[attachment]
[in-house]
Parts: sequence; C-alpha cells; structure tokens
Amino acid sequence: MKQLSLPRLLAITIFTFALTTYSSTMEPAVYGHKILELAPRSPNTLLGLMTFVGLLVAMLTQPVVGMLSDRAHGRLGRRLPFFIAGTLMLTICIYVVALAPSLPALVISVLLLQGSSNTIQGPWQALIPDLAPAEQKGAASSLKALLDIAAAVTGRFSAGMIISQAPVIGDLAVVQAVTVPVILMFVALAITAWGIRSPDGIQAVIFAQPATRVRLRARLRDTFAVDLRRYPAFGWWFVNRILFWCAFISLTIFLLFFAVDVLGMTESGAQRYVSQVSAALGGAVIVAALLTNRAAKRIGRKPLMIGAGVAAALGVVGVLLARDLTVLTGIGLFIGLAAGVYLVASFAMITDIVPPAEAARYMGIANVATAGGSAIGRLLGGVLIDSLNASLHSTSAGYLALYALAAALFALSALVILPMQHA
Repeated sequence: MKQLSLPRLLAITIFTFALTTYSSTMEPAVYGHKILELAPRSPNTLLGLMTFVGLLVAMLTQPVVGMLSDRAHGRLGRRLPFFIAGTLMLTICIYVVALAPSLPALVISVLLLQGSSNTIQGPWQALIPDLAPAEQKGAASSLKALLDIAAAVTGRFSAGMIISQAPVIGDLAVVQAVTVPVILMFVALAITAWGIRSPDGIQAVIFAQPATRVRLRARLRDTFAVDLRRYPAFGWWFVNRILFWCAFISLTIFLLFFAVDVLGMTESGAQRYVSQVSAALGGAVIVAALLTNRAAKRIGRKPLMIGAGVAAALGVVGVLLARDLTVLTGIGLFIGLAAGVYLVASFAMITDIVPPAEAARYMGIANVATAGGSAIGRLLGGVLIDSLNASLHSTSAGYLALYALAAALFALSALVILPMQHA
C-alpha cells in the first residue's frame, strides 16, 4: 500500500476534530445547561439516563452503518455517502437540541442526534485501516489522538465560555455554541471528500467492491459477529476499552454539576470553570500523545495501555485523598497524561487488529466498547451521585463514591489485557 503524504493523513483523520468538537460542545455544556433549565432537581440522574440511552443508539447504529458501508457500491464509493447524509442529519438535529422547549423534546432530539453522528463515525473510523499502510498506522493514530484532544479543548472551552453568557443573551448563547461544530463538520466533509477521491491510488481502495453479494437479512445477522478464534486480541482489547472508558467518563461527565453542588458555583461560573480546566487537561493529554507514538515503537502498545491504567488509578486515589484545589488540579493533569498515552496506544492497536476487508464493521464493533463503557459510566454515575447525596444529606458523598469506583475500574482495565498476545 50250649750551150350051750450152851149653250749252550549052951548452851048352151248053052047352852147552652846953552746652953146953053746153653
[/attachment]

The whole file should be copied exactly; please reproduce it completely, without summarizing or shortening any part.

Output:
[in-house]
Parts: sequence; C-alpha cells; structure tokens
Amino acid sequence: MKQLSLPRLLAITIFTFALTTYSSTMEPAVYGHKILELAPRSPNTLLGLMTFVGLLVAMLTQPVVGMLSDRAHGRLGRRLPFFIAGTLMLTICIYVVALAPSLPALVISVLLLQGSSNTIQGPWQALIPDLAPAEQKGAASSLKALLDIAAAVTGRFSAGMIISQAPVIGDLAVVQAVTVPVILMFVALAITAWGIRSPDGIQAVIFAQPATRVRLRARLRDTFAVDLRRYPAFGWWFVNRILFWCAFISLTIFLLFFAVDVLGMTESGAQRYVSQVSAALGGAVIVAALLTNRAAKRIGRKPLMIGAGVAAALGVVGVLLARDLTVLTGIGLFIGLAAGVYLVASFAMITDIVPPAEAARYMGIANVATAGGSAIGRLLGGVLIDSLNASLHSTSAGYLALYALAAALFALSALVILPMQHA
Repeated sequence: MKQLSLPRLLAITIFTFALTTYSSTMEPAVYGHKILELAPRSPNTLLGLMTFVGLLVAMLTQPVVGMLSDRAHGRLGRRLPFFIAGTLMLTICIYVVALAPSLPALVISVLLLQGSSNTIQGPWQALIPDLAPAEQKGAASSLKALLDIAAAVTGRFSAGMIISQAPVIGDLAVVQAVTVPVILMFVALAITAWGIRSPDGIQAVIFAQPATRVRLRARLRDTFAVDLRRYPAFGWWFVNRILFWCAFISLTIFLLFFAVDVLGMTESGAQRYVSQVSAALGGAVIVAALLTNRAAKRIGRKPLMIGAGVAAALGVVGVLLARDLTVLTGIGLFIGLAAGVYLVASFAMITDIVPPAEAARYMGIANVATAGGSAIGRLLGGVLIDSLNASLHSTSAGYLALYALAAALFALSALVILPMQHA
C-alpha cells in the first residue's frame, strides 16, 4: 500500500476534530445547561439516563452503518455517502437540541442526534485501516489522538465560555455554541471528500467492491459477529476499552454539576470553570500523545495501555485523598497524561487488529466498547451521585463514591489485557 503524504493523513483523520468538537460542545455544556433549565432537581440522574440511552443508539447504529458501508457500491464509493447524509442529519438535529422547549423534546432530539453522528463515525473510523499502510498506522493514530484532544479543548472551552453568557443573551448563547461544530463538520466533509477521491491510488481502495453479494437479512445477522478464534486480541482489547472508558467518563461527565453542588458555583461560573480546566487537561493529554507514538515503537502498545491504567488509578486515589484545589488540579493533569498515552496506544492497536476487508464493521464493533463503557459510566454515575447525596444529606458523598469506583475500574482495565498476545 50250649750551150350051750450152851149653250749252550549052951548452851048352151248053052047352852147552652846953552746652953146953053746153653